IMAGING IMMUNITY – from Nanoscale to Macroscale | Insights from Biophysics
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Invited Lecture | Patrick Schlegel, Tübingen

Session chair: Gemma Dias (Oxford, UK)
Date: Tuesday, 14 January, 2020, 4:15 PM - 5:00 PM


4:15 PM -01

Adapter CAR T-cells (AdCAR-T) allow precise control on effector function, prevent antigen evasion and enable differential target cell lysis, based on complex antigen expression profiles (#37)

Christian Seitz1, Jörg Mittelstaet2, Ann-Christin Krahl1, Philipp Knopf3, Jana Hau1, Selina Reiter1, Sarah Schroeder1, Giulia Bender1, Clara Illi1, Verena Kieble1, Sabine Schleicher1, Stefan Grote1, Karin Schilbach1, Manfred Kneiling3, Bernd Pichler3, 4, Dominik Lock2, Andrew Kaiser2, Peter Lang1, 4, Rupert Handgretinger1, 4, Patrick Schlegel1, 4

1 University Children's Hospital Tuebingen, Tuebingen, Baden-Württemberg, Germany
2 Miltenyi Biotec, Bergisch Gladbach, North Rhine-Westphalia, Germany
3 Preclinical Imaging and Radiopharmacy, Tuebingen, Baden-Württemberg, Germany
4 iFIT Cluster of Excellence (EXE 2180), Tuebingen, Baden-Württemberg, Germany


Despite tremendous clinical success targeting B-phenotypic malignancies, translation of chimeric antigen receptor (CAR)-T therapy to a broader spectrum of indications is limited in terms of safety and efficacy. Conventional CARs can only transmit an on- (presence of antigen) or off-signal (absence of antigen). Life-threatening acute (cytokine release syndrome and neurotoxicity) and chronic (on-target off-tumor activity) toxicities are the consequence. While, B-cell function can be substituted, elimination of vitally essential tissues might not be compatible with life, restraining the availability of target antigens. Moreover, conventional CAR design limits the efficacy of CAR-T. Continuous stimulation causes CAR-T exhaustion. Antigen evasion, as a result of monovalent selection pressure, arises as the leading cause of therapy failure.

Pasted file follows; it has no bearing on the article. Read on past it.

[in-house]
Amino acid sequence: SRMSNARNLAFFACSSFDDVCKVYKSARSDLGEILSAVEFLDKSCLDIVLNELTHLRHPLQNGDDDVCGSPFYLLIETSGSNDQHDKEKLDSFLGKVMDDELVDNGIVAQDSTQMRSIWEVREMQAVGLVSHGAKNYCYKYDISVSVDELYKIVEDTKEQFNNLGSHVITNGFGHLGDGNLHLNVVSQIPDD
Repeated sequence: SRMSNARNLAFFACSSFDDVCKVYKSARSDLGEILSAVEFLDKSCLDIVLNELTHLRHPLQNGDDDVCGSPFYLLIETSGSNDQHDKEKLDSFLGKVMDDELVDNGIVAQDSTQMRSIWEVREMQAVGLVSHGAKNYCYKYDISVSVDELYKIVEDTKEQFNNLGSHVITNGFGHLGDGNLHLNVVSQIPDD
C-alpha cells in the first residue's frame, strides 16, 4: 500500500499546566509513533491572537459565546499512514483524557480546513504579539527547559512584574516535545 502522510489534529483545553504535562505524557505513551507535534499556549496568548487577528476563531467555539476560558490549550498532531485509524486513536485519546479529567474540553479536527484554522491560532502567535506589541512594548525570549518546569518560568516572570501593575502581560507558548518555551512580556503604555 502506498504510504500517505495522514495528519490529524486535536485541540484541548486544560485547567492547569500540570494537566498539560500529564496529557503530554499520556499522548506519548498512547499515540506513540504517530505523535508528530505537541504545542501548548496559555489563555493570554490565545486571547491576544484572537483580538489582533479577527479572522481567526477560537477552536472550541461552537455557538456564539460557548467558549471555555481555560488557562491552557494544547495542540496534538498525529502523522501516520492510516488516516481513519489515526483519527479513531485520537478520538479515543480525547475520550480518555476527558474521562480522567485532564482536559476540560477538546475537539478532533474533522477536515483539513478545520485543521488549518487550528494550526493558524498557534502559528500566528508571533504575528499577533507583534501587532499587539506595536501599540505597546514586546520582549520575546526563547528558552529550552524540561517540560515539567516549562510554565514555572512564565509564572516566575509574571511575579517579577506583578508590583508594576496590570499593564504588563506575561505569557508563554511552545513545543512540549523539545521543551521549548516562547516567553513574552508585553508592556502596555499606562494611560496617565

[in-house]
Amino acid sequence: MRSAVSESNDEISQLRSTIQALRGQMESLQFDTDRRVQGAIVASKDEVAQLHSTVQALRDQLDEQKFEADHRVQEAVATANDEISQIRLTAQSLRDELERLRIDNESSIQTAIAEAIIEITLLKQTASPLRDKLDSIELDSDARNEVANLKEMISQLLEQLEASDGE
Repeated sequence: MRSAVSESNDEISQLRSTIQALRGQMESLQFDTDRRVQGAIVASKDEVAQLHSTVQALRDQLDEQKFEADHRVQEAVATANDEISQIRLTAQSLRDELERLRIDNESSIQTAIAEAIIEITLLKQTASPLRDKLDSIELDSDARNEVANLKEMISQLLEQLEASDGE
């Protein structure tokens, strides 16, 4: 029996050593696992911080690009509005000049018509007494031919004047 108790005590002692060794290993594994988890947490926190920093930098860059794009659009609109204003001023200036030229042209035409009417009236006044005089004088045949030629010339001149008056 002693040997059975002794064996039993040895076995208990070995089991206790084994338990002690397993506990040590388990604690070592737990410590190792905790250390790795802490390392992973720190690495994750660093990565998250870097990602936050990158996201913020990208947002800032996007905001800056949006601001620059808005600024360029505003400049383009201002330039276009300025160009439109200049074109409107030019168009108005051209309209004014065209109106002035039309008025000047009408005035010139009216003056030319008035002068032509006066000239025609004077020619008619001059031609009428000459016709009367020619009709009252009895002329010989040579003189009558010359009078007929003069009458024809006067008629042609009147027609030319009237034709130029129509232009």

To address these limitations, we have engineered the adapter-CAR (AdCAR) system. AdCAR technology is based on a split recognition/activation design in which effector cells are redirected to surface expressed antigens via biotinylated adapter molecules (AMs). Importantly, the AdCAR is exclusively targeted to biotin in the context of a specific linker structure, referred to as Linker-Label-Epitope (LLE). No competition with physiological biotin was found. LLEs can be easily conjugated to novel or preexisting AM formats like monoclonal antibodies (mAbs) or mAb fragments in a GMP-compliant manner. Expressed on T cells, the AdCAR was found to mediate effector function equally potent as conventional CARs in vitro and in vivo against a multiplicity of target antigens, exclusively in the presence of antigen-specific LLE-conjugated AMs. AdCAR technology was demonstrated to allow precise temporal (on/off), quantitative (adjust intensity) as well as qualitative (change and combine target antigens) control on CAR-T activity and function. Moreover, AdCAR-T allow simultaneous and sequential targeting of multiple antigens (“OR”-gate), preventing resistance to therapy by antigen evasion as demonstrated for single and double antigen loss. Unprecedented, AdCAR-T are capable to identify and differentially lyse target cells by integration of AM mediated signals based on multiplex antigen expression profiles (“AND”-gate). We were able to demonstrate that application of combinations of AMs, targeting multiple antigens expressed on the same cell, at concentrations below an individual threshold, combine in a highly synergistic manner to mediate AdCAR-T activation by assembling LLE-signals on the surface of the target cell. This effect, referred to as surface activation matrix (SAM), was shown to allow selective elimination of target cells with partly shared expression profile in co-culture experiments.

In conclusion, AdCAR technology provides advanced controllability on CAR-T function, flexibility in target antigen selection and selectivity to differentiate between cancerous and heathy tissues, addressing all outlined limitations.



Keywords: CAR t-cells, antigen expression, AdCAR-T